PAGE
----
Even with Toronto packing the paint to prevent Giannis Antetokounmpo from penetrating, the Raptors allowed the Bucks to go 20-for-34 inside the restricted area Wednesday. The Raptors, on the other hand, took just 17 shots at the rim and made only nine, as Milwaukee’s swarming defense locked down the lane. The Bucks shot just 11-for-44 from long range, but a ton of those looks were clean; on 34 of the 44, the shooter was wide-open, with at least 6 feet of space to fire, according to NBA.com/Stats. Milwaukee created higher-quality looks all night, dominating both in transition and on the offensive glass. Toronto started strong, but over the full 48 minutes, the sheer force of Antetokounmpo’s play—24 points on 7-for-16 shooting, 14 rebounds, six assists, three blocks, and two steals in 37 minutes—broke down the Raptors.

All those punishing drives to the paint and all those disrupted defensive possessions are like body blows a boxer throws early in a fight. Take enough of them, and eventually you’re going to be so busted up inside that you drop your hands to protect your ribs. That’s when the Bucks throw the knockout punch: in this case, the 32-17 fourth quarter that turned the game.

If there’s such a thing as a quiet 31 points in a conference finals game, Leonard registered them Wednesday. He struggled to get to his preferred spots against the length and smarts of Khris Middleton, who—much as he did during the regular-season meetings between these two teams—worked to force Kawhi to his left, into the midrange, and into the help of long-armed, aggressive teammates. Even as he grinded his way to his league-best eighth 30-point game of this postseason, Leonard looked beat; errant jumpers caught front-rim or veered well off-course, his hands were on his knees, his motions were imprecise and labored. After shooting 59 percent from the field and 50 percent from 3-point land over his first nine playoff games as a Raptor, Kawhi’s now made just 42 percent of his field goals and only three of his last 22 triples over the past four contests. All those heavy-lifting heroics earlier in the postseason might have taken a toll; that would be very bad news for a Raptors team that needs him to be almost impossibly good to win this series.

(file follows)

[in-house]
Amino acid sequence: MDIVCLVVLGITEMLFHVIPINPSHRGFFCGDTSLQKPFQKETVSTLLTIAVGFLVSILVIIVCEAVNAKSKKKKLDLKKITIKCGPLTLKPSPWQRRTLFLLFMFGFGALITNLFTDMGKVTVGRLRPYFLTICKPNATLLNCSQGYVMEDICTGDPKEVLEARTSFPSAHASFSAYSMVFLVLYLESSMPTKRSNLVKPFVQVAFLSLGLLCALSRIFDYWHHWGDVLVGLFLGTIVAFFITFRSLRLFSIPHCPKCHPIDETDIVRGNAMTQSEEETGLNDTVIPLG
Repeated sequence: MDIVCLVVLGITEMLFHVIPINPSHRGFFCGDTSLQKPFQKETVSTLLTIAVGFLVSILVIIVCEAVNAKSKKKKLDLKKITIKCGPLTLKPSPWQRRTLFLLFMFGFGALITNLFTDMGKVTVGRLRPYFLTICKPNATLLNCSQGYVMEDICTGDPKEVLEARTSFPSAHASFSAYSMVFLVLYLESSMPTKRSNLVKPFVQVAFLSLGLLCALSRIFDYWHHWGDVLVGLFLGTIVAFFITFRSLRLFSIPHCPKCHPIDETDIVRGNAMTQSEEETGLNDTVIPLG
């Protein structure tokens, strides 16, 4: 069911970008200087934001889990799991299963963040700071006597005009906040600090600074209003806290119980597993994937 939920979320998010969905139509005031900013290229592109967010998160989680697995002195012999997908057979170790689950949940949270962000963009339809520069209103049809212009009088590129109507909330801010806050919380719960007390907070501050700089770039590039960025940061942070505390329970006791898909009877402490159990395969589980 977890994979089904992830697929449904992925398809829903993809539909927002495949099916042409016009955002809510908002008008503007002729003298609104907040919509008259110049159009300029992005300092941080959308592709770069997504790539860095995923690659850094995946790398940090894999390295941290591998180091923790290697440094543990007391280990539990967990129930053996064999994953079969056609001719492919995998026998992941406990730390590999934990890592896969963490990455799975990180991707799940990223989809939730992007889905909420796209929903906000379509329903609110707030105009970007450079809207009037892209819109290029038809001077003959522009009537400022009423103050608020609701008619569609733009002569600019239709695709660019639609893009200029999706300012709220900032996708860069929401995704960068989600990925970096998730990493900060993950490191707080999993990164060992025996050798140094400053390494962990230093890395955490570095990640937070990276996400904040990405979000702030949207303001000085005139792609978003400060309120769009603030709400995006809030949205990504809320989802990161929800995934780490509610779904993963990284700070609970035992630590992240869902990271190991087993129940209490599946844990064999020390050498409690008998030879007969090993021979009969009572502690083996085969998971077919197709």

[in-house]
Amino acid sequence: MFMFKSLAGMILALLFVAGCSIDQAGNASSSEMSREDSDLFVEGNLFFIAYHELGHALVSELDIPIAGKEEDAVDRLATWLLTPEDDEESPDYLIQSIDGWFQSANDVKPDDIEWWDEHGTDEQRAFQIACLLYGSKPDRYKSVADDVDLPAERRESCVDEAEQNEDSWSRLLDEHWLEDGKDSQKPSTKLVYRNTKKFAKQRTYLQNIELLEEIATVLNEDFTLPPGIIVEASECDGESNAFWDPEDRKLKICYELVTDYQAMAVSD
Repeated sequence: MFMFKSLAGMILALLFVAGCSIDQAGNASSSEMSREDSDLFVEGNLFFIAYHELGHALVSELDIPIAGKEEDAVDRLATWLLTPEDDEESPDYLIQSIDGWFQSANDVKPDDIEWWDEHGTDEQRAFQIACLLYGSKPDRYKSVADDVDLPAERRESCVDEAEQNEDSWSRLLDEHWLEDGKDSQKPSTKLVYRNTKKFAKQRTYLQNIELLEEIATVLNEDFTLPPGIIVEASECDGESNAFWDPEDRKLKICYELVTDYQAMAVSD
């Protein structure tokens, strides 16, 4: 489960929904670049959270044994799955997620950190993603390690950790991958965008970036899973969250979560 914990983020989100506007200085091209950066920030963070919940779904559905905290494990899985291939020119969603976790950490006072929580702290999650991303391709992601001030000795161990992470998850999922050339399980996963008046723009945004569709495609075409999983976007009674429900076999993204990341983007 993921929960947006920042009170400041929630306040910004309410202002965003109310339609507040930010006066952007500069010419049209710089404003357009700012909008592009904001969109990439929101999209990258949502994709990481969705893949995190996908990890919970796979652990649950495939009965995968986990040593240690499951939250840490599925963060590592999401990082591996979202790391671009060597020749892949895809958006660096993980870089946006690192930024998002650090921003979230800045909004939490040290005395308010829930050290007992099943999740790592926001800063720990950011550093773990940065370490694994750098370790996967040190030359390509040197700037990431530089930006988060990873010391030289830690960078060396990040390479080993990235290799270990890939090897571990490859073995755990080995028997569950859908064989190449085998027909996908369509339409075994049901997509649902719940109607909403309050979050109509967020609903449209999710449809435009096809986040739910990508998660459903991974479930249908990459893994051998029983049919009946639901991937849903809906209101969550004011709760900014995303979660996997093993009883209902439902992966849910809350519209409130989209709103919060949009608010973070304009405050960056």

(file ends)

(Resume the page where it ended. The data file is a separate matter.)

With the exceptions of Lowry’s shooting and Leonard getting to the free throw line, just about everything that had worked for Toronto withered on the vine as the game wore on. Pascal Siakam opened the game looking thrilled that he no longer had to try to score over Joel Embiid; he finished the game 2-for-13 from the floor over the final three quarters, unable to can the corner 3s he splashed at a 42 percent clip during the regular season. Marc Gasol started off true to his pregame word, taking three early shots and canning a pick-and-pop 3; he’d miss seven of eight shots after the first quarter, including four of five 3s. Only Lowry, Leonard, and Siakam scored after halftime. By game’s end, nobody else could do a damn thing.

Some of that’s probably owed to fatigue. With the team fresh off a week of rest after decimating Boston, Bucks coach Mike Budenholzer went nine deep, with no player logging more than 37 minutes and his starters getting early rest to keep them fresh for the closing kick. After just two days off following a seven-game war that went down to the final possession, Toronto’s Nick Nurse played only eight, with three starters (Leonard, Siakam, Lowry) all on the court for at least 40 minutes. You can understand Nurse’s not wanting to lean on Fred VanVleet or Norman Powell for significant stretches, but Serge Ibaka probably could’ve stood to play more than 17 minutes, especially with Gasol struggling. (In this matchup, in particular, Toronto misses OG Anunoby, a 6-foot-8, 232-pound defensive stalwart who can also hit a corner 3 and run in transition. The second-year pro has missed the entire postseason after an emergency appendectomy last month and is reportedly unlikely to be back until the end of this round, at the earliest.)

Toronto needs more versatility and verve to topple the favored Bucks. Lowry did his part Wednesday, and it wasn’t enough, and that might have been the Raptors’ best chance to make Milwaukee feel real pressure. Now, Toronto will turn its attention to Game 2, where it’ll hope for more of the same from Lowry and more of everything from everyone else in a Toronto uniform. If they get it, this could still be a series. If they don’t … well, then they might have to start worrying about losing a hell of a lot more than just The Kyle Lowry Game.